Reconciliation Victoria April 2018 Newsletter


Warning: Aboriginal and Torres Strait Islander people are advised that this eNews may include images of persons who are deceased.
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April Reconciliation News

It has been heartening to see a continuing media interest in Aboriginal stories and news developments in the past month. The Age ran excerpts of Mark McKenna’s Quarterly Essay about how Australia’s future will be stronger if we can engage in a process of truth-telling about our past. The following week, it ran a double-page spread providing a great introduction to the concept of a Victorian Treaty for those who haven’t previously been engaged.

Sadly, with the good we have also seen the bad. A ‘debate’ on breakfast show Sunrise on the removal of Aboriginal children from their families drew justified criticism for its factual inaccuracies, insensitive tone and lack of an Aboriginal voice on the panel. Today Tonight and The Daily Mail then distorted a story about Queensland nurses acknowledging their white privilege when dealing with Aboriginal patients turning it into a hysterical campaign about political correctness. Luckily, Media Watch picked up the stories and exposed inaccuracies.

In this context it is a perfect time, and always so important to recognise Aboriginal excellence in our communities and there are a number of opportunities to do so.

Nominations for the 2018 Victorian Aboriginal Honour Roll are now open, recognising Aboriginal Victorians, past and present, who have made a profound contribution to our state.

The 2018 Ricci Marks Award recognises young Aboriginal and Torres Strait Islander people and their achievements in training, education, arts, sport, culture and community leadership. Nominations are open until 15 April.

And applications are now open for Reconciliation Australia’s annual Indigenous Governance Awards that recognise Aboriginal and Torres Strait Islander-led organisations that place culture at the heart of their governance.

And of course we have the 2018 HART Awards, recognising initiatives by local government and community organisations in progressing reconciliation.

Read below for more info on each of these awards as well as for info on the numerous events, film-screenings, resources and news stories featured in this eNews.

~ The RecVic team

We have moved into a season of great resource, scented by the flowering manna gum. This is harvest time, with equal days and nights.

This is the time for the First Peoples to host conferences and international trade fairs along the Birrarung. The prized iuk (eel) are fat and travelling en masse down the river to the sea. With many full moons, nights would have been full of celebration and dancing to the sound of possum skin drums.


Nominations for the 2018 HART Awards – extended until Friday 6th April.

The 5th annual HART Awards (Helping Achieve Reconciliation Together) recognise local governments and community organisations that are advancing reconciliation in Victoria.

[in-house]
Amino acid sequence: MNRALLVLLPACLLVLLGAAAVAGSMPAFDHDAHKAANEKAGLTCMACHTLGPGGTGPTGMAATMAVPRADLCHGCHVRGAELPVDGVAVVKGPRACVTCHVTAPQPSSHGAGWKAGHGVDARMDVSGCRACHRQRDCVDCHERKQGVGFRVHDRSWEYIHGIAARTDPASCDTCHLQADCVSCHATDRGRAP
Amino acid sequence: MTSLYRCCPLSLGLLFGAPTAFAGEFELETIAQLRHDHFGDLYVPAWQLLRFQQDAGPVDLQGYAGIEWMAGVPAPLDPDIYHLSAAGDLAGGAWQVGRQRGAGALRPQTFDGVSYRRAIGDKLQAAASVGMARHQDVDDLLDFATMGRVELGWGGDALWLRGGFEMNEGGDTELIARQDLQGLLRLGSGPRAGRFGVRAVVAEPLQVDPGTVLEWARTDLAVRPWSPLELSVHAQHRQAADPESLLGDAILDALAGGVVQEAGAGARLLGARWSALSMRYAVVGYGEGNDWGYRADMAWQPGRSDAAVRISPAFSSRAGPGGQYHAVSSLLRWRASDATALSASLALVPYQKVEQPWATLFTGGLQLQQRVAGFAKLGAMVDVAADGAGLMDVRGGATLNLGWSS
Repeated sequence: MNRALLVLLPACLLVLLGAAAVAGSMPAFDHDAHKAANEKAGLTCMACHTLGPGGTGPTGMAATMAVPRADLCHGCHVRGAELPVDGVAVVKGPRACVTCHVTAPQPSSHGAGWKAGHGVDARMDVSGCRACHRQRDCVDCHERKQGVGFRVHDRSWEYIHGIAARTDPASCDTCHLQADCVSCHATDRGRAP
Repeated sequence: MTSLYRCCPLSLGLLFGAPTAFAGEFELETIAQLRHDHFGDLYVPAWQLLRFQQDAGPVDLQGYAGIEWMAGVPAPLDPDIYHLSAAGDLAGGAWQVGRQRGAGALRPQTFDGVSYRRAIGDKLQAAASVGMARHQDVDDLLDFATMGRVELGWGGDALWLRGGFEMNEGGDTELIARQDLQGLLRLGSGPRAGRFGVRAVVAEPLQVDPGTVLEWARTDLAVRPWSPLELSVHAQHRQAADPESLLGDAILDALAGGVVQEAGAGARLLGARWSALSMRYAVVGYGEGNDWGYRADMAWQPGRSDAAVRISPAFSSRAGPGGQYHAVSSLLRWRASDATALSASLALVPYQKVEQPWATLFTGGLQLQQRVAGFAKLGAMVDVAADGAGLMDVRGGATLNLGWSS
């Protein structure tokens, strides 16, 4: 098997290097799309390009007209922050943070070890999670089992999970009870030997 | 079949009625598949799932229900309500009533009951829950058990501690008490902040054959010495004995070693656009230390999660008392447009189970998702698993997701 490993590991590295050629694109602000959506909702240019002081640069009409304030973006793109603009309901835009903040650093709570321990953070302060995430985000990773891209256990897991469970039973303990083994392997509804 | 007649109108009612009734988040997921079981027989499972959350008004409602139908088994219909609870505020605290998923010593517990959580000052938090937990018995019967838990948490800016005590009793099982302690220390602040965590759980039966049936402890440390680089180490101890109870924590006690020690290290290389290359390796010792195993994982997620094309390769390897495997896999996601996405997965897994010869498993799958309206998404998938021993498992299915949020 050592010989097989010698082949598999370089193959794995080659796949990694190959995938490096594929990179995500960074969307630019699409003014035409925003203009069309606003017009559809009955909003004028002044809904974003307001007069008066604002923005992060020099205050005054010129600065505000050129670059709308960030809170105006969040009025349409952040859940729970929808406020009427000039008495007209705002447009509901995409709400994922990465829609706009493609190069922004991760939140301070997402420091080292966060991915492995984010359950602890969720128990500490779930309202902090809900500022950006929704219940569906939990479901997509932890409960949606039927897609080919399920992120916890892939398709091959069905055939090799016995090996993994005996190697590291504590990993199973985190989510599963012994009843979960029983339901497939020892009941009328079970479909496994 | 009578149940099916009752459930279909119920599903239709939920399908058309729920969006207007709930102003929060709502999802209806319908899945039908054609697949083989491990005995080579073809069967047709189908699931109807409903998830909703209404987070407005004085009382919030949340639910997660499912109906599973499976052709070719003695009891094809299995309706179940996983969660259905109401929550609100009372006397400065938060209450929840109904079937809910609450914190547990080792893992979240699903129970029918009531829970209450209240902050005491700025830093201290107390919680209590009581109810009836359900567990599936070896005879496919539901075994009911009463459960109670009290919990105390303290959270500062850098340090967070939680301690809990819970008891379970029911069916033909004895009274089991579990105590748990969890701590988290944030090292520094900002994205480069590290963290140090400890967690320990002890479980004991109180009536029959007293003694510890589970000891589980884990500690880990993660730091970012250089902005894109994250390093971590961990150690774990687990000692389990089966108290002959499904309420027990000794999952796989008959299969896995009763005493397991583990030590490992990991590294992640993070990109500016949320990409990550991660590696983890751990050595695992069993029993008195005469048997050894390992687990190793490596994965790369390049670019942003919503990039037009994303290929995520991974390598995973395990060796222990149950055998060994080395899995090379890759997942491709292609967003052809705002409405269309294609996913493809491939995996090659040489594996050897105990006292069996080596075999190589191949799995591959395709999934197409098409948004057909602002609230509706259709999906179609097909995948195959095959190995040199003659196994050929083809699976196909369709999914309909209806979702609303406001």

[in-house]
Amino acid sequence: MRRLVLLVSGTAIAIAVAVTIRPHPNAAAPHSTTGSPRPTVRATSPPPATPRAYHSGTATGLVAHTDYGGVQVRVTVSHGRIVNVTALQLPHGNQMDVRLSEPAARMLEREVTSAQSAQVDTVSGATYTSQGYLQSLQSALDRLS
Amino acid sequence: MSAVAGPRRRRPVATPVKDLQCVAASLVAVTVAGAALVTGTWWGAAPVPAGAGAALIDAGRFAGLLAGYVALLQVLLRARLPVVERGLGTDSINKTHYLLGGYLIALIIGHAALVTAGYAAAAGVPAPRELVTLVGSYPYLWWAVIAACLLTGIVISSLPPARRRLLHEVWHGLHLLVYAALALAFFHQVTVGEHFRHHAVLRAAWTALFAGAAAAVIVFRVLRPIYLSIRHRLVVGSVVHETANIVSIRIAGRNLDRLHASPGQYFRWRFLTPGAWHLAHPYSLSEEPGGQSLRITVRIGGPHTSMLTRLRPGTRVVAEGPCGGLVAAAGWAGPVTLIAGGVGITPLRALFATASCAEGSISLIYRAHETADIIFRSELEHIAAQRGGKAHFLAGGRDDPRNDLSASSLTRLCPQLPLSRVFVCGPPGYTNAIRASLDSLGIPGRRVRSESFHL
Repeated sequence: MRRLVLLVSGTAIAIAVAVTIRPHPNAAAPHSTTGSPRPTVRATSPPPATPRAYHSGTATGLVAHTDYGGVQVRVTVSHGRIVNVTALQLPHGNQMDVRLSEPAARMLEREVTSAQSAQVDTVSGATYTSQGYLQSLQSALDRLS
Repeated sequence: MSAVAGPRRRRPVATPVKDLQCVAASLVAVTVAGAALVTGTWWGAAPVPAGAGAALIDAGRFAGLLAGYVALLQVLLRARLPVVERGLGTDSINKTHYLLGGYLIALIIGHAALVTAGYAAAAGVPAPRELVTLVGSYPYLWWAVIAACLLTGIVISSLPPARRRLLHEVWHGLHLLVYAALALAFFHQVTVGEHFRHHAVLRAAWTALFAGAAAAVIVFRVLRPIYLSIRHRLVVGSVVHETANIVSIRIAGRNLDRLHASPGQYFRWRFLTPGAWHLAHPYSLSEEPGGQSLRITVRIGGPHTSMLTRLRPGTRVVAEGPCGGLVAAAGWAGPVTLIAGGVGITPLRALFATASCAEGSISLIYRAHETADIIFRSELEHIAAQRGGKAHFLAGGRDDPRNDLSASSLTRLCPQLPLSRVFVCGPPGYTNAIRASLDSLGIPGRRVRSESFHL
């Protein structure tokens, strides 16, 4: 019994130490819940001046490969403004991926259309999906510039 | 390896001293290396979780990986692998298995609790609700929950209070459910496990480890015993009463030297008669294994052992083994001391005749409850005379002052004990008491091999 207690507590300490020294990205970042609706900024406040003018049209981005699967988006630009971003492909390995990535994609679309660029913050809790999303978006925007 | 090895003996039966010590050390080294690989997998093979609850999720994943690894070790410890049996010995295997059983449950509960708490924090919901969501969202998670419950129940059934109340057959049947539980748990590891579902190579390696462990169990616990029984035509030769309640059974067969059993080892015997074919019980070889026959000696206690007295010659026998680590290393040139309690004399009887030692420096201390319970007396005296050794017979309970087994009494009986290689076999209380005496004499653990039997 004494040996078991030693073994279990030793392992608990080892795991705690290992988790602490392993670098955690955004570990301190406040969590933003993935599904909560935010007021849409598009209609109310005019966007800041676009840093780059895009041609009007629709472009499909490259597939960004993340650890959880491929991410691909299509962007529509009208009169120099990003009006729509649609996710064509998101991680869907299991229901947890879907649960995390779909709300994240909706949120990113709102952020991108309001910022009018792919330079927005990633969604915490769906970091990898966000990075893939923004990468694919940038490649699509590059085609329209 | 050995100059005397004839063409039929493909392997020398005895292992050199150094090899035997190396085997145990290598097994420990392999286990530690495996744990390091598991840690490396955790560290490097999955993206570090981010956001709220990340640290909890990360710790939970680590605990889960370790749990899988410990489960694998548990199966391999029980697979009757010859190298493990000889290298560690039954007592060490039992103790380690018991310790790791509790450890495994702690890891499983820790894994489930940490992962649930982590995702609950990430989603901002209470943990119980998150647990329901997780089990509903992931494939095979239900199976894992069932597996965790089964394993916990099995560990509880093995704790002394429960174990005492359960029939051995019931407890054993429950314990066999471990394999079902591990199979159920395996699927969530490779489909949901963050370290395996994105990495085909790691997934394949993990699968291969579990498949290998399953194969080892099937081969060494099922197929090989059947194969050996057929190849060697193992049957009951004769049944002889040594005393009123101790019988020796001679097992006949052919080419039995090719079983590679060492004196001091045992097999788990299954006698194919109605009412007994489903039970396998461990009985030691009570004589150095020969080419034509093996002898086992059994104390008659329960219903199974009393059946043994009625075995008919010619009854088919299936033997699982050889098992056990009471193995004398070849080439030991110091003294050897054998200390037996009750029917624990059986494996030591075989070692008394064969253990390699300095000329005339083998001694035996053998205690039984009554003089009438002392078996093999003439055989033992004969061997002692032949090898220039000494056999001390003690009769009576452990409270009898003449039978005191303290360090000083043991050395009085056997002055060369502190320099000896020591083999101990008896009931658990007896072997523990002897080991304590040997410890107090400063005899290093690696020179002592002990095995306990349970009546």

If you belong to or know of an organisation that has been involved in an initiative that demonstrates Aboriginal and non-Aboriginal people working together, and that has contributed to relationships, respect and understanding, check out our website to find out more about the nomination process.

Download 2018 HART Awards Nomination Pack

The closing date for nominations has been extended until Friday 6th April, 5pm.

Another step towards Treaty

In a historic event for Victoria, the first ever piece of treaty legislation in Australia had its second reading in Parliament in late March.

The Advancing the Treaty Process with Aboriginal Victorians Bill 2018 will be the road map to treaty negotiations. The Bill will be debated in Parliament in May 2018.

According to Aboriginal Victoria, the Bill “reflects the shared aspiration of the Government and Aboriginal Victorians to negotiate a treaty or treaties that will help tangibly improve the lives of Aboriginal Victorians, and the lives of future generations [and] reflects the hard work and contributions of over 7000 Aboriginal community members who have been engaged in work to further the treaty process in Victoria”.

For more information, visit Aboriginal Victoria’s website.

Read “Eyes across nation on Victoria as quest begins for Aboriginal treaty” (The Age, 23/03/18) for a good background to the Treaty process.

Recommendations for Victorian Aboriginal voice handed to Commission

The Aboriginal Treaty Working Group officially handed over its final report to the Victorian Treaty Advancement Commission on 7 March, delivering key recommendations on the design of the Aboriginal Representative Body.

This historic milestone on the path to treaty was marked with a special event at Parliament House, hosted by Victorian Treaty Advancement Commissioner Jill Gallagher AO. The Aboriginal Treaty Working Group will continue to guide the process towards treaty, working alongside the Victorian Treaty Advancement Commission and the Victorian Government.

View the Final Report on the Design of the Aboriginal Representative Body

National Reconciliation Week 2018 is a key activity in the Reconciliation Movement’s strategy to support Australians in making progress in the reconciliation dimension Historical Acceptance. 

This dimension addresses whether all Australians acknowledge the injustices and actions of the past and their impacts (both historical and contemporary) and are making amends for past wrongs.

This year, National Reconciliation Week invites Australians to Learn, Share, Grow – by exploring their past, learning more about Aboriginal and Torres Strait Islander history and cultures and developing a deeper understanding of our national story.

Find out how you can get involved in #NRW2018. Visit our website

Nominations for the 2018 Victorian Aboriginal Honour Roll are now open.